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  • 1.
    Carter, Josh
    et al.
    Bond Institute of Health and Sport, Faculty of Health Science and Medicine, Bond University, Australia.
    Marshall, Nick
    Surflife Physio, Miami, Australia.
    Abbott, Allan
    Bond Institute of Health and Sport, Faculty of Health Science and Medicine, Bond University, Australia / Division of Physiotherapy, Department of Neurobiology, Care Sciences and Society, Karolinska Institutet, Stockholm, Sweden / Department of Physiotherapy, Karolinska University Hospital, Sweden.
    Shoulder Pain and Dysfunction in Young Surf Lifesavers2015In: Physical Therapy in Sport, ISSN 1466-853X, E-ISSN 1873-1600, Vol. 16, no 2, p. 162-168Article in journal (Refereed)
    Abstract [en]

    Objectives

    To determine the incidence and prevalence of significantly interrupting shoulder pain (SIP) in young surf lifesavers and to determine association with training dosage and the ‘combined elevation test’.

    Participants

    54 surf lifesavers aged 10 – 18 from the Gold Coast, Australia.

    Methods and Outcome Measures

    Retrospective survey of SIP and training dosage. Cross-sectional measures of the combined elevation test.

    Design

    Retrospective.

    Results

    56.5% of female surf lifesavers reported a history of SIP compared to males with 48.5%. Females had a higher combined elevation score compared to males, 28.32±SD8.52cm and 26.09±SD6.64cm, respectively. Young surf lifesavers had an incidence rate of 2.1 SIP episodes per thousand hours of training, an incidence proportion of 51.9% and prevalence of 18.5%. Combined elevation had low level positive trends with training dosages and statistically significant negative correlation with board paddling sessions per week (r= -0.287, p=<0.05). Those with a history of SIP had a statistically significant higher number of sessions (p=0.008), duration (p=0.015) and distance (p=0.005) swimming per week.

    Conclusion

    Young surf lifesavers with a history of SIP have greater swimming dosage not associated with decrease in combined elevation score. More board paddling sessions per week decreased the combined elevation score of young surf lifesavers.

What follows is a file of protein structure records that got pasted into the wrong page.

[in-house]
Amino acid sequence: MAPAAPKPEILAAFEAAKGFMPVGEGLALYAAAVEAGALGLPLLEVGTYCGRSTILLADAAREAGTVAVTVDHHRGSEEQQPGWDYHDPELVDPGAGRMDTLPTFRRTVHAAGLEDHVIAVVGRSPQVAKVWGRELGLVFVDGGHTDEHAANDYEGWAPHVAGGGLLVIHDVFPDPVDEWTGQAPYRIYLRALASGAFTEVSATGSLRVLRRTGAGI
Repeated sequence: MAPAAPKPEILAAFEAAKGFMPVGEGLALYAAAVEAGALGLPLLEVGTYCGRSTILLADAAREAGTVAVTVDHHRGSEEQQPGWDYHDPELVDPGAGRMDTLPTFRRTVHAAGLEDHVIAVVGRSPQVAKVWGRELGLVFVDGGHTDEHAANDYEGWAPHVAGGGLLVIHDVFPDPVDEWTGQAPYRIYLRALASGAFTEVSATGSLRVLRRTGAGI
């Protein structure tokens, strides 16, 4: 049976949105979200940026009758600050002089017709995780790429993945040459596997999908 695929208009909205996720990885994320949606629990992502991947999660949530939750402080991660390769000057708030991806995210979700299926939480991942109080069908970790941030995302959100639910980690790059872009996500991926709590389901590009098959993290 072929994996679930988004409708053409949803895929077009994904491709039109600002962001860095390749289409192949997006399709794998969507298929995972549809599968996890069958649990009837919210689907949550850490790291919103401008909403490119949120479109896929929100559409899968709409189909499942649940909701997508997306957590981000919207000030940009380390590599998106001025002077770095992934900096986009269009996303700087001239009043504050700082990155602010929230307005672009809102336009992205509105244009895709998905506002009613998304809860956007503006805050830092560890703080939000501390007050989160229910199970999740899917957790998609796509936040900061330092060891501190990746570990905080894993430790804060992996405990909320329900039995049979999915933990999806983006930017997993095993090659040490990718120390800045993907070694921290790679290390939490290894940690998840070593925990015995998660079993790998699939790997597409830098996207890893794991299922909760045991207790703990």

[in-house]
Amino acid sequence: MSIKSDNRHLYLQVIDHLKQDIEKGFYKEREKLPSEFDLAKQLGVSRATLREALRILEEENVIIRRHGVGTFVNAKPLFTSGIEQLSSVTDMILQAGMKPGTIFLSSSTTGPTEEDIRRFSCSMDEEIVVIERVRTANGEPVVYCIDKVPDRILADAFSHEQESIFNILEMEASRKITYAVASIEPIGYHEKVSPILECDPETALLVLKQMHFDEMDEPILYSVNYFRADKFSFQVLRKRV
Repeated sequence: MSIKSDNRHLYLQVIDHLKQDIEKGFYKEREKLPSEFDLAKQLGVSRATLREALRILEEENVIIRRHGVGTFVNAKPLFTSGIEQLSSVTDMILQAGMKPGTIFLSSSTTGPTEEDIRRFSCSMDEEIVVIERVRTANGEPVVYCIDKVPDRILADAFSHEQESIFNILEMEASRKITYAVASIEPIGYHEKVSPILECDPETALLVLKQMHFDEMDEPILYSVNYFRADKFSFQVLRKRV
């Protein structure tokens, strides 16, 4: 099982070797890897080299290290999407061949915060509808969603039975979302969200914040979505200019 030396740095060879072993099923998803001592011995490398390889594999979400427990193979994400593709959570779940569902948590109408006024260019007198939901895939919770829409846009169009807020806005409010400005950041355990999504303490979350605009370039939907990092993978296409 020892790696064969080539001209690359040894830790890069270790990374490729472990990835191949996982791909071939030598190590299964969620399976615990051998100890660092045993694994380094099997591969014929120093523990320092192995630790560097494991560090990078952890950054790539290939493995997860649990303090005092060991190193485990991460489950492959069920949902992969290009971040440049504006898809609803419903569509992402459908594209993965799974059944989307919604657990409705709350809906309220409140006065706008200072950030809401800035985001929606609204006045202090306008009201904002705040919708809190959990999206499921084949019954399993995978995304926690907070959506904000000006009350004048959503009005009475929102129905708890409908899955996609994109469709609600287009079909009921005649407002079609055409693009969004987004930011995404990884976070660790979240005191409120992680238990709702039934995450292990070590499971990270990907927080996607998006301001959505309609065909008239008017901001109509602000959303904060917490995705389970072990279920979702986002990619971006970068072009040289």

• 2.
    Edouard, Pascal
    et al.
    University Hospital St Etienne, France; University of Lyon, France; French Athlet Federat FFA, France.
    Jacobsson, Jenny
    Linköping University, Department of Medical and Health Sciences, Division of Community Medicine. Linköping University, Faculty of Medicine and Health Sciences. Swedish Athlet Assoc, Sweden.
    Timpka, Toomas
    Linköping University, Department of Medical and Health Sciences, Division of Community Medicine. Linköping University, Faculty of Medicine and Health Sciences. Region Östergötland, Center for Health and Developmental Care, Center for Public Health.
    Alonso, Juan-Manuel
    Int Assoc Athlet Federat, Monaco; Qatar Orthoped and Sports Medical Hospital, Qatar.
    Kowalski, Jan
    Linköping University, Department of Medical and Health Sciences. Linköping University, Faculty of Medicine and Health Sciences. Swedish Athlet Assoc, Sweden.
    Nilsson, Sverker
    Linköping University, Department of Medical and Health Sciences. Linköping University, Faculty of Medicine and Health Sciences. Swedish Athlet Assoc, Sweden.
    Karlsson, David
    Linköping University, Department of Medical and Health Sciences. Linköping University, Faculty of Medicine and Health Sciences.
    Depiesse, Frederic
    French Athlet Federat FFA, France; Larrey Hospital University, France; European Athlet Assoc, Switzerland.
    Branco, Pedro
    Int Assoc Athlet Federat, Monaco; European Athlet Assoc, Switzerland.
    Extending in-competition Athletics injury and illness surveillance with pre-participation risk factor screening: A pilot study2015In: Physical Therapy in Sport, ISSN 1466-853X, E-ISSN 1873-1600, Vol. 16, no 2, p. 98-106Article in journal (Refereed)
    Abstract [en]

    Objectives: To explore the performance of retrospective health data collected from athletes before Athletics championships for the analysis of risk factors for in-competition injury and illness (IandI). Methods: For the 2013 European Athletics Indoor Championships, a self-report questionnaire (PHQ) was developed to record the health status of 127 athletes during the 4 weeks prior to the championship. Physician-based surveillance of in-competition IandI among all 577 athletes registered to compete was pursued during the championships. Results: 74 athletes (58.3%) from the sample submitted a complete PHQ, 21 (28%) of these athletes sustained at least one injury and/or illness during the championships. Training more than 12 h/week predisposed for sustaining an in-competition injury, and a recent health problem for in-competition illness. Among the 577 registered athletes, 60 injuries (104/1000 registered athletes) were reported. 31% of injuries were caused by the track, and 29% by overuse. 29 illnesses were reported (50/1000 registered athletes); upper respiratory tract infection and gastro-enteritis/diarrhoea were the most reported diagnoses. Conclusions: Pre-participation screening using athletes self-report PHQ showed promising results with regard to identification of individuals at risk. Indoor injury types could be attributed to extrinsic factors, such as small track size, track inclination, and race tactics. (C) 2014 Elsevier Ltd. All rights reserved.

  • 3.
    Furness, James
    et al.
    Bond University. Gold Coast, Queensland, Australia.
    Climstein, Mike
    Bond University. Gold Coast, Queensland, Australia; The University of Sydney, Lidcombe, NSW, Australia.